Are you terrified of the possibilities of your loved one contracting dementia? It’s a very sad thing to see a parent have trouble thinking and seeing it affect their independence and wrecking havoc with their quality of life. But should you see signs of dementia, do not resign yourself to “the long goodbye.” There are many dementias that have reversible treatments.
According to the Mayo Clinic (http://www.mayoclinic.com/), there is a long list of things that cause temporary or reversible dementia. So when you see signs of cognitive impairment, your first stop should be to your parent’s physician. Here are some of the things that can cause dementia that may be treatable.
1. Head trauma – falls, or injuries to the head.
2. Medications – it could be the side effect of a new prescription.
3. Infections – Such as meningitis, encephalitis, or Lyme disease.
4. Metabolic Problems – Hypoglycemia, thyroid problems, too much or too little sodium or calcium which can impede the absorption of B-12.
5. Vascular Problems – Anything that causes oxygen deprivation – including heart problems and high blood pressure.
6. Poisoning – heavy metals such as lead or magnesium, and pesticides.
7. Immune disorders such as leukemia.
8. Depression – Experts are not sure why this can cause dementia but it is a known fact the depressed elders are more likely to develop dementia.
Traumatic experiences also can cause temporary cognitive problems. If your loved one has been hospitalized, or been in a car accident, don’t be surprised if their thinking is off for a time. It’s very important to keep a close eye on them during these stressful times. Your careful observations and interventions could make a huge difference in how their lives will play out.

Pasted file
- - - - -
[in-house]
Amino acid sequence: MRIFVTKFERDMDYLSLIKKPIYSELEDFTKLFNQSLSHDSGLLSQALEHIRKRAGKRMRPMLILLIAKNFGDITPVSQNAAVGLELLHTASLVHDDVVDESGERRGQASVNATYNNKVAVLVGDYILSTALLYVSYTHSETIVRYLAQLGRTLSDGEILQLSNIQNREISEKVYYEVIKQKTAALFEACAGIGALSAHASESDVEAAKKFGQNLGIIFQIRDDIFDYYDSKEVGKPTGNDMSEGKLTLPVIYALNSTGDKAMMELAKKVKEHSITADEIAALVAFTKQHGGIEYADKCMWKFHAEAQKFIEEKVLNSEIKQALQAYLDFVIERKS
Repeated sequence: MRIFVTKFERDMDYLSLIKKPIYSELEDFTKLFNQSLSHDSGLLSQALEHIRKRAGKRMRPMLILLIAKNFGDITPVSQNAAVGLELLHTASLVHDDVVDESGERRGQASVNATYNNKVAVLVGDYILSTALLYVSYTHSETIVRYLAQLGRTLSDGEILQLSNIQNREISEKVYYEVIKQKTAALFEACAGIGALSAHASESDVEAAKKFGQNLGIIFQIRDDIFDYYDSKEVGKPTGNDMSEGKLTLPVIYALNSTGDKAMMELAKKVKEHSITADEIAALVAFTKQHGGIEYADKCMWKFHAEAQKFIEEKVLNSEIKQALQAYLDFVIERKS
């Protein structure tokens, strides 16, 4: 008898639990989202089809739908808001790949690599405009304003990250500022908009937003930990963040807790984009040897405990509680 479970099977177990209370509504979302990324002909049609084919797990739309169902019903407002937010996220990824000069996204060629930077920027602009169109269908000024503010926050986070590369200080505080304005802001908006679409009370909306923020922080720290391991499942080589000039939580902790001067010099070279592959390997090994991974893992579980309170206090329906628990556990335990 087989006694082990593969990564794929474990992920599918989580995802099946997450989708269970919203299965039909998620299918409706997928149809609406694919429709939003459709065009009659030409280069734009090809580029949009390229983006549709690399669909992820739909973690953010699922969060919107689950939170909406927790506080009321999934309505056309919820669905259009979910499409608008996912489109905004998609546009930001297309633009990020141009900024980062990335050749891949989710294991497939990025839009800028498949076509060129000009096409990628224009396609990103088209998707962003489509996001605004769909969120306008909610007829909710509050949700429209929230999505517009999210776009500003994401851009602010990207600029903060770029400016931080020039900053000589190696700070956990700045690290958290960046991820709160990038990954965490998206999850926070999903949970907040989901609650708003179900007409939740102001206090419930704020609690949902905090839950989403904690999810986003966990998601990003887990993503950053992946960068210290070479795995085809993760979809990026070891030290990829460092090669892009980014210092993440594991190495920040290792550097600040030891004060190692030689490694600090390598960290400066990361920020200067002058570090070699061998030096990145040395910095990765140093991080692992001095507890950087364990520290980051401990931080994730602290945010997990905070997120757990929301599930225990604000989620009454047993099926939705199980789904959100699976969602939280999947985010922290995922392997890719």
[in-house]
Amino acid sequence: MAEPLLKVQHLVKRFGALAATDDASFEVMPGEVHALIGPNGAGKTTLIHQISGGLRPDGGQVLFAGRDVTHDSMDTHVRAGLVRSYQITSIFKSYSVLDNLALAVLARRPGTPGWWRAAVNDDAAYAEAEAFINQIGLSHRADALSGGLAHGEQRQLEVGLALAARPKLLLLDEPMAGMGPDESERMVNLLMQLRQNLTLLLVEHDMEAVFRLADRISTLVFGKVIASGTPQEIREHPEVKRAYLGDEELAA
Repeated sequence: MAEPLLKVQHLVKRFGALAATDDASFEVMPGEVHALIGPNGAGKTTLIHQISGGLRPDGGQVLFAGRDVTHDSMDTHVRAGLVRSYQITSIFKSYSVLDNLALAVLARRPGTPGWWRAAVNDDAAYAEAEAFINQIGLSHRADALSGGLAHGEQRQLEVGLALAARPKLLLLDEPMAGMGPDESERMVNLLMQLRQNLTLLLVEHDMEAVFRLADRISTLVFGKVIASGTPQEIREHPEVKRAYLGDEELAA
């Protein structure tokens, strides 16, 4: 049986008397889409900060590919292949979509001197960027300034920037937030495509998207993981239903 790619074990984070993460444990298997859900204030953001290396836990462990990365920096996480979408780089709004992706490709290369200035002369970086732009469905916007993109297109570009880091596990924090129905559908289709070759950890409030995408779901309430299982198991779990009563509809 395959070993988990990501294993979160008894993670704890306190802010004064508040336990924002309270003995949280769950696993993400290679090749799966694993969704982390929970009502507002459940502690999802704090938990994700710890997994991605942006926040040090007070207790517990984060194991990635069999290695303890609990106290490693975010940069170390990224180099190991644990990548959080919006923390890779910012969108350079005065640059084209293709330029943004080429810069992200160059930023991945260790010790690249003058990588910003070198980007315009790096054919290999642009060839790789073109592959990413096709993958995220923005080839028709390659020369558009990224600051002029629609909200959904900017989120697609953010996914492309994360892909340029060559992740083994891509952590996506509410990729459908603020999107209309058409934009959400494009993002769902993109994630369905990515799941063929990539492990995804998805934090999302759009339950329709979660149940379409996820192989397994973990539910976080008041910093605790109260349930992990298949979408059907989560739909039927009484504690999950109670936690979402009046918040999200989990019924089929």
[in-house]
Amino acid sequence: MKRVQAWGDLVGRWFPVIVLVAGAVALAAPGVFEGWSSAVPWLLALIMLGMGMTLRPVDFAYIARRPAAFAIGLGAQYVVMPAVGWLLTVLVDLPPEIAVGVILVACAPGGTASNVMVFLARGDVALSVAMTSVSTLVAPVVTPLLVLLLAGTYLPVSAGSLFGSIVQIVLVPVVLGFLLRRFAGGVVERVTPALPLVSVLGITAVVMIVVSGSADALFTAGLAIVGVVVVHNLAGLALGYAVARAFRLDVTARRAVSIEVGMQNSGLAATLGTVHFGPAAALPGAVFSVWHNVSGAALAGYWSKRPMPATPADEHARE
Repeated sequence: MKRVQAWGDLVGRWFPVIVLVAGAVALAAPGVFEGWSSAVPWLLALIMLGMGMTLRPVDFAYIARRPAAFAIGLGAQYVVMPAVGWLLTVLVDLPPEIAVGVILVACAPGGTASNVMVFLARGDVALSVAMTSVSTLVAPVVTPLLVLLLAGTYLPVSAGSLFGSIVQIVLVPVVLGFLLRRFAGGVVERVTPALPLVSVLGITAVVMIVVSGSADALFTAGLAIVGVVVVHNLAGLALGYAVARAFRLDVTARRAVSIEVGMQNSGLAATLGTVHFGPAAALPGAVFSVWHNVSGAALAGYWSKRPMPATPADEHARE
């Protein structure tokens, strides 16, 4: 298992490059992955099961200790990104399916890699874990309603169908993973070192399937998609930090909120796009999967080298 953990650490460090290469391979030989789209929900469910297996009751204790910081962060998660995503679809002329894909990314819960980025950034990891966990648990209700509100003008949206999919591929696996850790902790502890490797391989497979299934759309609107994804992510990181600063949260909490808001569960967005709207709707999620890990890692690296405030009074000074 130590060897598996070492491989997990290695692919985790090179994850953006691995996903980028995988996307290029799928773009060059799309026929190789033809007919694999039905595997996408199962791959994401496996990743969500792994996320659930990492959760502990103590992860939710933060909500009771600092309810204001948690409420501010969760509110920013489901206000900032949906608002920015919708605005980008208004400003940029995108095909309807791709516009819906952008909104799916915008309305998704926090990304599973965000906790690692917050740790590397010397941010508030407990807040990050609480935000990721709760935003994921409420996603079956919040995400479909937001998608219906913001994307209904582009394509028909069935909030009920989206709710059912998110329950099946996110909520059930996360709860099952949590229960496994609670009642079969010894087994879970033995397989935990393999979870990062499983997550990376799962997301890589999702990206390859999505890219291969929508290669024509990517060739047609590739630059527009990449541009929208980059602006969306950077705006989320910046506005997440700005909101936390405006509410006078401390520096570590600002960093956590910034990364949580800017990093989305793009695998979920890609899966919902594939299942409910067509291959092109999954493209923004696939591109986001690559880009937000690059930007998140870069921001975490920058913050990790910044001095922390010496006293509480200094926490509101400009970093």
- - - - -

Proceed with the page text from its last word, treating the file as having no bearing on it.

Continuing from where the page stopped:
If your loved one is depressed, do not let them begin to cut themselves off from others. This can be a death sentence to anyone. We are social creatures and need the stimulation of joy that others bring to us. If you don’t have the time to be there, then insist that they get involved in a local senior center or adult day care.
Researchers are making huge strides in the study of dementia, especially Alzheimer ’s disease. So, if your loved one is diagnosed with a progressive dementia, get help. There are many effect coping skills you can learn to help them. Support groups and the Internet can educate you make a positive difference in the life of your loved one.
Has your loved one been diagnosed with dementia? What has helped you to cope and help them? We'd love to hear from you!
If you or a family member is going through a crisis, I want you to know that you are not alone. The support and education you need is available at your fingertips from expert care professionals at Lutheran Homes of Michigan. You may talk to a real person who does have the answers, without any obligation by calling 989.652.3470 or by emailing
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